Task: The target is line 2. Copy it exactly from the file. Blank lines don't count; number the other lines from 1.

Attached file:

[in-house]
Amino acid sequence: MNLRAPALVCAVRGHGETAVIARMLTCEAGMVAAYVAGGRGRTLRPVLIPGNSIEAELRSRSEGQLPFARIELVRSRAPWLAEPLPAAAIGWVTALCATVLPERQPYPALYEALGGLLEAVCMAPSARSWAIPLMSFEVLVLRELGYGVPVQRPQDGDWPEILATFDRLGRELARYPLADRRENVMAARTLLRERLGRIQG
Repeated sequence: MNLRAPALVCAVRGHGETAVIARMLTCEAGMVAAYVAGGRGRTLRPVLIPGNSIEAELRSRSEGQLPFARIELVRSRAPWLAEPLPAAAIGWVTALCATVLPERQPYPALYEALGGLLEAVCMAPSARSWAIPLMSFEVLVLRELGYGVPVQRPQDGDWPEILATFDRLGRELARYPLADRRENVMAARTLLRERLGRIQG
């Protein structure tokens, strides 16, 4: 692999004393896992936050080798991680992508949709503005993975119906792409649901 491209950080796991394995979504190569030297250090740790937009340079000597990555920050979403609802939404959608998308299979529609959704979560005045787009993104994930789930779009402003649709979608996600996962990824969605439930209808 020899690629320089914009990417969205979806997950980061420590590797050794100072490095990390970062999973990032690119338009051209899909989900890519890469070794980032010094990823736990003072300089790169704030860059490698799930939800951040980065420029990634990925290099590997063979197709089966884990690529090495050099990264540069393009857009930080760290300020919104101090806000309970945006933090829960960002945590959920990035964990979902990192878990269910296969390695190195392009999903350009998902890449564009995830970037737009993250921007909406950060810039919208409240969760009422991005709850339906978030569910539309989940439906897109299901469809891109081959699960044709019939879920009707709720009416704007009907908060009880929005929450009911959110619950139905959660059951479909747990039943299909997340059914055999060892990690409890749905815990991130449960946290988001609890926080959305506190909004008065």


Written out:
Amino acid sequence: MNLRAPALVCAVRGHGETAVIARMLTCEAGMVAAYVAGGRGRTLRPVLIPGNSIEAELRSRSEGQLPFARIELVRSRAPWLAEPLPAAAIGWVTALCATVLPERQPYPALYEALGGLLEAVCMAPSARSWAIPLMSFEVLVLRELGYGVPVQRPQDGDWPEILATFDRLGRELARYPLADRRENVMAARTLLRERLGRIQG